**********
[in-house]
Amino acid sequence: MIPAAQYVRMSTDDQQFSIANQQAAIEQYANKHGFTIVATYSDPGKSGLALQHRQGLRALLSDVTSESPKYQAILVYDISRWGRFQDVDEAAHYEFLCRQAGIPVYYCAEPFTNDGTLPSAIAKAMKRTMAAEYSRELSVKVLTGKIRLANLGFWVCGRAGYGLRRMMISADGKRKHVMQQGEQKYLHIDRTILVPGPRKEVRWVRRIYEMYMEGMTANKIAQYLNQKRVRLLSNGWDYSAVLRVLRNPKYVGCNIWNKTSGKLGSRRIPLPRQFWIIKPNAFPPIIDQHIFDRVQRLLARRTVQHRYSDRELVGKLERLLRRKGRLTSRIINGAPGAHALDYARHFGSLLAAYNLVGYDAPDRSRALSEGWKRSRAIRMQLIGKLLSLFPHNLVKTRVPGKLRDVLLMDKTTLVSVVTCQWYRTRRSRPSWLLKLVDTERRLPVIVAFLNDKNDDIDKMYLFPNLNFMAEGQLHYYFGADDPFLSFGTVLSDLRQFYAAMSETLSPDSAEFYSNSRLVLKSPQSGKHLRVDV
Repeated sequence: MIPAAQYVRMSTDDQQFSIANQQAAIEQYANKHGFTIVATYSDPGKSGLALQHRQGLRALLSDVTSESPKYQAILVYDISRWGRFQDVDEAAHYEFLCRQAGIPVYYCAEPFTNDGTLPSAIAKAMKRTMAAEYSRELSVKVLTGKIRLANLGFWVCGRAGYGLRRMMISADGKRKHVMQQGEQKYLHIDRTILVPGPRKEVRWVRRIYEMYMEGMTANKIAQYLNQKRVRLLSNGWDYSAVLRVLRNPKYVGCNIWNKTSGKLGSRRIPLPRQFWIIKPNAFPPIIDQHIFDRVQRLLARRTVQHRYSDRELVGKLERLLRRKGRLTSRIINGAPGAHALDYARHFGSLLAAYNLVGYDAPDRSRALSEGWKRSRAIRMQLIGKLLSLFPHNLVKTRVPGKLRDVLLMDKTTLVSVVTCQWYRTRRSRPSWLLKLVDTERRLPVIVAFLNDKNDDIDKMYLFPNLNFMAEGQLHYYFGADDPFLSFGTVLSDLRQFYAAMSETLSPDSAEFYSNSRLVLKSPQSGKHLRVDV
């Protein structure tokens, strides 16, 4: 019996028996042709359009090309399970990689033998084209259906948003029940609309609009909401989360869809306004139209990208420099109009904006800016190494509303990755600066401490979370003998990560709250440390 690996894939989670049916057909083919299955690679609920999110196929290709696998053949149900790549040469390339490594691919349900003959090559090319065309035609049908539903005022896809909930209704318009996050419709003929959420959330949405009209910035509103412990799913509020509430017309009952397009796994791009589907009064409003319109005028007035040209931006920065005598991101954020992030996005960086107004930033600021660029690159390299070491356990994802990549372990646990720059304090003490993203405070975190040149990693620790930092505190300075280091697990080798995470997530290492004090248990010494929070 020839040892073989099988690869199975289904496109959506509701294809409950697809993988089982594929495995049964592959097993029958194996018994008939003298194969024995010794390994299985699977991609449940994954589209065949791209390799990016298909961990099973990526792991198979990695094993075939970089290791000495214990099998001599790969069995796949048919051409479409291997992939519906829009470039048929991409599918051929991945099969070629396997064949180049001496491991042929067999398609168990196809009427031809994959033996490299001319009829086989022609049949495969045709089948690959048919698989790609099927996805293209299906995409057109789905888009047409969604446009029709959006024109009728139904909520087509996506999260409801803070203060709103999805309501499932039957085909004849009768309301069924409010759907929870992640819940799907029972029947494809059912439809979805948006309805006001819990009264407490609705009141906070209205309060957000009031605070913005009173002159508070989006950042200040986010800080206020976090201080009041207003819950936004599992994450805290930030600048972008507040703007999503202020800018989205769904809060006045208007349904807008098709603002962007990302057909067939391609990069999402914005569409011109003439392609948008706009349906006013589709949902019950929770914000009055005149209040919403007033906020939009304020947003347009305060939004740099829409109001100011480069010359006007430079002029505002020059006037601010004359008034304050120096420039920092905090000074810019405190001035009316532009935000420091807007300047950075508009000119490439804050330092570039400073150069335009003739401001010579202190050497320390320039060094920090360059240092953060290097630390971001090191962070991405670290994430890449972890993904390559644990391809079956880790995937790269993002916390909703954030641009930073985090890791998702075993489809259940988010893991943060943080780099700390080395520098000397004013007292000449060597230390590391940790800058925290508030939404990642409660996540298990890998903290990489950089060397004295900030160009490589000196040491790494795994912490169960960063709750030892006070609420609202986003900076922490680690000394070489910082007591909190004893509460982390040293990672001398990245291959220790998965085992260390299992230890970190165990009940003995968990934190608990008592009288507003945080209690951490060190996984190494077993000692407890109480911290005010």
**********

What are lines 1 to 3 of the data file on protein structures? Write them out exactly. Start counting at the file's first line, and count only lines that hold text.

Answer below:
[in-house]
Amino acid sequence: MIPAAQYVRMSTDDQQFSIANQQAAIEQYANKHGFTIVATYSDPGKSGLALQHRQGLRALLSDVTSESPKYQAILVYDISRWGRFQDVDEAAHYEFLCRQAGIPVYYCAEPFTNDGTLPSAIAKAMKRTMAAEYSRELSVKVLTGKIRLANLGFWVCGRAGYGLRRMMISADGKRKHVMQQGEQKYLHIDRTILVPGPRKEVRWVRRIYEMYMEGMTANKIAQYLNQKRVRLLSNGWDYSAVLRVLRNPKYVGCNIWNKTSGKLGSRRIPLPRQFWIIKPNAFPPIIDQHIFDRVQRLLARRTVQHRYSDRELVGKLERLLRRKGRLTSRIINGAPGAHALDYARHFGSLLAAYNLVGYDAPDRSRALSEGWKRSRAIRMQLIGKLLSLFPHNLVKTRVPGKLRDVLLMDKTTLVSVVTCQWYRTRRSRPSWLLKLVDTERRLPVIVAFLNDKNDDIDKMYLFPNLNFMAEGQLHYYFGADDPFLSFGTVLSDLRQFYAAMSETLSPDSAEFYSNSRLVLKSPQSGKHLRVDV
Repeated sequence: MIPAAQYVRMSTDDQQFSIANQQAAIEQYANKHGFTIVATYSDPGKSGLALQHRQGLRALLSDVTSESPKYQAILVYDISRWGRFQDVDEAAHYEFLCRQAGIPVYYCAEPFTNDGTLPSAIAKAMKRTMAAEYSRELSVKVLTGKIRLANLGFWVCGRAGYGLRRMMISADGKRKHVMQQGEQKYLHIDRTILVPGPRKEVRWVRRIYEMYMEGMTANKIAQYLNQKRVRLLSNGWDYSAVLRVLRNPKYVGCNIWNKTSGKLGSRRIPLPRQFWIIKPNAFPPIIDQHIFDRVQRLLARRTVQHRYSDRELVGKLERLLRRKGRLTSRIINGAPGAHALDYARHFGSLLAAYNLVGYDAPDRSRALSEGWKRSRAIRMQLIGKLLSLFPHNLVKTRVPGKLRDVLLMDKTTLVSVVTCQWYRTRRSRPSWLLKLVDTERRLPVIVAFLNDKNDDIDKMYLFPNLNFMAEGQLHYYFGADDPFLSFGTVLSDLRQFYAAMSETLSPDSAEFYSNSRLVLKSPQSGKHLRVDV